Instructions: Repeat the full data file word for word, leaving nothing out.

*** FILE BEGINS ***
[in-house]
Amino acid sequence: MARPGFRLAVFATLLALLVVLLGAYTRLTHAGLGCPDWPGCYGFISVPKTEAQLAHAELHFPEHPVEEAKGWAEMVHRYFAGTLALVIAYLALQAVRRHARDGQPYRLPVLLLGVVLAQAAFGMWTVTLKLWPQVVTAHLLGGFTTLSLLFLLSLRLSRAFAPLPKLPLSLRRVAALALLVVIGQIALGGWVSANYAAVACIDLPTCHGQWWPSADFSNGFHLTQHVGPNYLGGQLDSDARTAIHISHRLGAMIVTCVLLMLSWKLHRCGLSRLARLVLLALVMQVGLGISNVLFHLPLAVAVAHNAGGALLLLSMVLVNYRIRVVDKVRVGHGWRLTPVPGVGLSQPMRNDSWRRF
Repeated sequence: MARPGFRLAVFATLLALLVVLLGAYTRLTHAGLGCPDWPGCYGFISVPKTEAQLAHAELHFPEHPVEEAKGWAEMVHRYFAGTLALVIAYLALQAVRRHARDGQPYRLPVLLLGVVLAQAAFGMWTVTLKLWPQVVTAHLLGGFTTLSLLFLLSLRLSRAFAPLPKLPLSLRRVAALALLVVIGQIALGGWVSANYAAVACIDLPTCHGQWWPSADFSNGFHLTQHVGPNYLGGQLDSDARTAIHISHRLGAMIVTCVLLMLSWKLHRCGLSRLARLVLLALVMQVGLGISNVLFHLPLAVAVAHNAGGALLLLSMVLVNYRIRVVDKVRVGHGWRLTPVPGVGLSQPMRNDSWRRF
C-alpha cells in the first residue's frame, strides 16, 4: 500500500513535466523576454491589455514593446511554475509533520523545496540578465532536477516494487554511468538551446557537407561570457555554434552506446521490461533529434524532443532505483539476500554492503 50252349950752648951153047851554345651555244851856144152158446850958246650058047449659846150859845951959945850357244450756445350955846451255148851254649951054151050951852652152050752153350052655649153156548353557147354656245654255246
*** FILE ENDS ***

[in-house]
Amino acid sequence: MARPGFRLAVFATLLALLVVLLGAYTRLTHAGLGCPDWPGCYGFISVPKTEAQLAHAELHFPEHPVEEAKGWAEMVHRYFAGTLALVIAYLALQAVRRHARDGQPYRLPVLLLGVVLAQAAFGMWTVTLKLWPQVVTAHLLGGFTTLSLLFLLSLRLSRAFAPLPKLPLSLRRVAALALLVVIGQIALGGWVSANYAAVACIDLPTCHGQWWPSADFSNGFHLTQHVGPNYLGGQLDSDARTAIHISHRLGAMIVTCVLLMLSWKLHRCGLSRLARLVLLALVMQVGLGISNVLFHLPLAVAVAHNAGGALLLLSMVLVNYRIRVVDKVRVGHGWRLTPVPGVGLSQPMRNDSWRRF
Repeated sequence: MARPGFRLAVFATLLALLVVLLGAYTRLTHAGLGCPDWPGCYGFISVPKTEAQLAHAELHFPEHPVEEAKGWAEMVHRYFAGTLALVIAYLALQAVRRHARDGQPYRLPVLLLGVVLAQAAFGMWTVTLKLWPQVVTAHLLGGFTTLSLLFLLSLRLSRAFAPLPKLPLSLRRVAALALLVVIGQIALGGWVSANYAAVACIDLPTCHGQWWPSADFSNGFHLTQHVGPNYLGGQLDSDARTAIHISHRLGAMIVTCVLLMLSWKLHRCGLSRLARLVLLALVMQVGLGISNVLFHLPLAVAVAHNAGGALLLLSMVLVNYRIRVVDKVRVGHGWRLTPVPGVGLSQPMRNDSWRRF
C-alpha cells in the first residue's frame, strides 16, 4: 500500500513535466523576454491589455514593446511554475509533520523545496540578465532536477516494487554511468538551446557537407561570457555554434552506446521490461533529434524532443532505483539476500554492503 50252349950752648951153047851554345651555244851856144152158446850958246650058047449659846150859845951959945850357244450756445350955846451255148851254649951054151050951852652152050752153350052655649153156548353557147354656245654255246